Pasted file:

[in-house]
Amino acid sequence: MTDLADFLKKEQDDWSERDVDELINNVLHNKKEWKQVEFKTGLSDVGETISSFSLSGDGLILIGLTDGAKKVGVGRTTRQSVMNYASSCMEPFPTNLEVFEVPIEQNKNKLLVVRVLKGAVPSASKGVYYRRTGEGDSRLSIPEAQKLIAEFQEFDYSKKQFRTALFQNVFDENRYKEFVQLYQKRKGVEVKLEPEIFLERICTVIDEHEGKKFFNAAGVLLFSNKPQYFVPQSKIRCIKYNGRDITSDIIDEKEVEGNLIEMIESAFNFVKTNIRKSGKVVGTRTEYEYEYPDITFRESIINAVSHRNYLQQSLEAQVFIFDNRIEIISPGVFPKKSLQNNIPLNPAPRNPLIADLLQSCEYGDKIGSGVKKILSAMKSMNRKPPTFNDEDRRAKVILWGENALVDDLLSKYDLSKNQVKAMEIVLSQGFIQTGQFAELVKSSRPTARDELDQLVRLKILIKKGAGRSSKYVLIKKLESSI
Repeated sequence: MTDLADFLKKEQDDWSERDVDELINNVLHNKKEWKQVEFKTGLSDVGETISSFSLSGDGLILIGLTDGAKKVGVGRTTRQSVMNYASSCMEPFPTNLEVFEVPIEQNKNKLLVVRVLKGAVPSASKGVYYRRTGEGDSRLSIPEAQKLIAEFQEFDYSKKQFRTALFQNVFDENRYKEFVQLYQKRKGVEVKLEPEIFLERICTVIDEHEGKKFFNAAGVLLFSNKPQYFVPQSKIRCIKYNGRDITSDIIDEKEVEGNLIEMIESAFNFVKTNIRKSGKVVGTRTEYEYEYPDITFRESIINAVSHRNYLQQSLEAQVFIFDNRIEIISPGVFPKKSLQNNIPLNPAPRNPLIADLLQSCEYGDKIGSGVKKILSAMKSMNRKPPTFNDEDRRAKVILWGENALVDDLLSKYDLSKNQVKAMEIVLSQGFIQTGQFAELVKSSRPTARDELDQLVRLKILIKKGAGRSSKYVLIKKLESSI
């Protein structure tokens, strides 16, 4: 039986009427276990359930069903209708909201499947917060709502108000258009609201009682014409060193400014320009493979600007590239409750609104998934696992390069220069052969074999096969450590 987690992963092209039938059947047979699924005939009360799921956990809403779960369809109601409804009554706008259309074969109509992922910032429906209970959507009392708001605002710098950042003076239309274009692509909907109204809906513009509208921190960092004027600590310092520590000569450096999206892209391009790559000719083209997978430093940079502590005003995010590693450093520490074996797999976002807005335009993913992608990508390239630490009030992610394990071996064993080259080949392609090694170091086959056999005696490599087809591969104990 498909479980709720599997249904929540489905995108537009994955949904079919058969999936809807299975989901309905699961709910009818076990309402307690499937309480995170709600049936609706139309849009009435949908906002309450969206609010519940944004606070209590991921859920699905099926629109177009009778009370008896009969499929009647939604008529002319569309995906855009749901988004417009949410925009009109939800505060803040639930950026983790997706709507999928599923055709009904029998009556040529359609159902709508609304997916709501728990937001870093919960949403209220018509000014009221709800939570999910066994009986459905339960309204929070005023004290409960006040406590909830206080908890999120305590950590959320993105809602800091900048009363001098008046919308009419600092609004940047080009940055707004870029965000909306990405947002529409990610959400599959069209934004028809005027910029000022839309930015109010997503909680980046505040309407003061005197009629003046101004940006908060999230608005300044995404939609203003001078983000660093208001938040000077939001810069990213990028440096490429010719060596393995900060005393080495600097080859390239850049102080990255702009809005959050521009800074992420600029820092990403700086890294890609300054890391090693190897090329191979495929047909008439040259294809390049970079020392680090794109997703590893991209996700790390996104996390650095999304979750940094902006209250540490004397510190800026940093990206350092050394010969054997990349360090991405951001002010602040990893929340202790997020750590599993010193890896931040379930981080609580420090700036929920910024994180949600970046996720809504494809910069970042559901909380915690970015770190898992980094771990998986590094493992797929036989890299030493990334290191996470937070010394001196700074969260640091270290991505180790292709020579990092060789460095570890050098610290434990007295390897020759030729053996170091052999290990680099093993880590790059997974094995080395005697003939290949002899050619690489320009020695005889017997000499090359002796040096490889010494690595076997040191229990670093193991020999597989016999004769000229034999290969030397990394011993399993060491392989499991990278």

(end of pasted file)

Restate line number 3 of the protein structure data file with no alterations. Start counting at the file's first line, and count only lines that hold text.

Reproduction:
Repeated sequence: MTDLADFLKKEQDDWSERDVDELINNVLHNKKEWKQVEFKTGLSDVGETISSFSLSGDGLILIGLTDGAKKVGVGRTTRQSVMNYASSCMEPFPTNLEVFEVPIEQNKNKLLVVRVLKGAVPSASKGVYYRRTGEGDSRLSIPEAQKLIAEFQEFDYSKKQFRTALFQNVFDENRYKEFVQLYQKRKGVEVKLEPEIFLERICTVIDEHEGKKFFNAAGVLLFSNKPQYFVPQSKIRCIKYNGRDITSDIIDEKEVEGNLIEMIESAFNFVKTNIRKSGKVVGTRTEYEYEYPDITFRESIINAVSHRNYLQQSLEAQVFIFDNRIEIISPGVFPKKSLQNNIPLNPAPRNPLIADLLQSCEYGDKIGSGVKKILSAMKSMNRKPPTFNDEDRRAKVILWGENALVDDLLSKYDLSKNQVKAMEIVLSQGFIQTGQFAELVKSSRPTARDELDQLVRLKILIKKGAGRSSKYVLIKKLESSI